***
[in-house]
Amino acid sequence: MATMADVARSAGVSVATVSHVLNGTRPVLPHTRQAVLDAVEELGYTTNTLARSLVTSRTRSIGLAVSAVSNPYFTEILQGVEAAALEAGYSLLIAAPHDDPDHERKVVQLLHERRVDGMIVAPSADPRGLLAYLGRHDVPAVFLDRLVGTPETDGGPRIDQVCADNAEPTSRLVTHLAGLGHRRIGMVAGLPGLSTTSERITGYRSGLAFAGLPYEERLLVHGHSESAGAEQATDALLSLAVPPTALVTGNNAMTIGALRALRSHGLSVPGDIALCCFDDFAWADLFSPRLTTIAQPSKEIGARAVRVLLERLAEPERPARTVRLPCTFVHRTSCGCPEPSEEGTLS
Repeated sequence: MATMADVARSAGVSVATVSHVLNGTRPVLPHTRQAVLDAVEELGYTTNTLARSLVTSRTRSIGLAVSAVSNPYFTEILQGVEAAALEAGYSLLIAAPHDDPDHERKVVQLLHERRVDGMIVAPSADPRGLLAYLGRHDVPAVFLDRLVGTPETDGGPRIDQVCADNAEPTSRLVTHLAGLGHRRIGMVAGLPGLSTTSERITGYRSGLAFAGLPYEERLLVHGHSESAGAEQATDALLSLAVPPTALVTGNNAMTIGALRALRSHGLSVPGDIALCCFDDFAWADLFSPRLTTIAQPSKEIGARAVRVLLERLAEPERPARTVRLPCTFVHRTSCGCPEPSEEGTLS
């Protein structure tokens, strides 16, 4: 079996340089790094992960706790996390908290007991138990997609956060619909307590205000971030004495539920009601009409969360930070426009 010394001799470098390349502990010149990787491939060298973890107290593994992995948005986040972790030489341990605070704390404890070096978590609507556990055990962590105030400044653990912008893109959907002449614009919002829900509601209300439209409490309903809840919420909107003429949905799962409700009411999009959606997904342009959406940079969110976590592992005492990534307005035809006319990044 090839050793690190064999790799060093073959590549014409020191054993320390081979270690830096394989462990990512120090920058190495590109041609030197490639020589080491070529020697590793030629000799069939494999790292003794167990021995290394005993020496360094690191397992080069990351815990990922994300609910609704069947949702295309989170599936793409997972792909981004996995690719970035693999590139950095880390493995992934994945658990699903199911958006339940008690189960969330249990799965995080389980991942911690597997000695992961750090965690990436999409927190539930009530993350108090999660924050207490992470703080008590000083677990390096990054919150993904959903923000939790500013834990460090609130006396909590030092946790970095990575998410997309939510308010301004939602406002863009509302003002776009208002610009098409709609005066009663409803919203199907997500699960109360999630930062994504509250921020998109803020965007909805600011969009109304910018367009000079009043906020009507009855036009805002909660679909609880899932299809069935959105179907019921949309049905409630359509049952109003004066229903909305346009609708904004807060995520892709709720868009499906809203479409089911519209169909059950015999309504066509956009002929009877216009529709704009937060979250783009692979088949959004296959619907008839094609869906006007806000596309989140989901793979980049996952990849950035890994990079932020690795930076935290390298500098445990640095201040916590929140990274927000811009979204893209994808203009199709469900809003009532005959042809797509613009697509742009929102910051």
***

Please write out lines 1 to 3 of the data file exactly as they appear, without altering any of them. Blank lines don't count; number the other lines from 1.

[in-house]
Amino acid sequence: MATMADVARSAGVSVATVSHVLNGTRPVLPHTRQAVLDAVEELGYTTNTLARSLVTSRTRSIGLAVSAVSNPYFTEILQGVEAAALEAGYSLLIAAPHDDPDHERKVVQLLHERRVDGMIVAPSADPRGLLAYLGRHDVPAVFLDRLVGTPETDGGPRIDQVCADNAEPTSRLVTHLAGLGHRRIGMVAGLPGLSTTSERITGYRSGLAFAGLPYEERLLVHGHSESAGAEQATDALLSLAVPPTALVTGNNAMTIGALRALRSHGLSVPGDIALCCFDDFAWADLFSPRLTTIAQPSKEIGARAVRVLLERLAEPERPARTVRLPCTFVHRTSCGCPEPSEEGTLS
Repeated sequence: MATMADVARSAGVSVATVSHVLNGTRPVLPHTRQAVLDAVEELGYTTNTLARSLVTSRTRSIGLAVSAVSNPYFTEILQGVEAAALEAGYSLLIAAPHDDPDHERKVVQLLHERRVDGMIVAPSADPRGLLAYLGRHDVPAVFLDRLVGTPETDGGPRIDQVCADNAEPTSRLVTHLAGLGHRRIGMVAGLPGLSTTSERITGYRSGLAFAGLPYEERLLVHGHSESAGAEQATDALLSLAVPPTALVTGNNAMTIGALRALRSHGLSVPGDIALCCFDDFAWADLFSPRLTTIAQPSKEIGARAVRVLLERLAEPERPARTVRLPCTFVHRTSCGCPEPSEEGTLS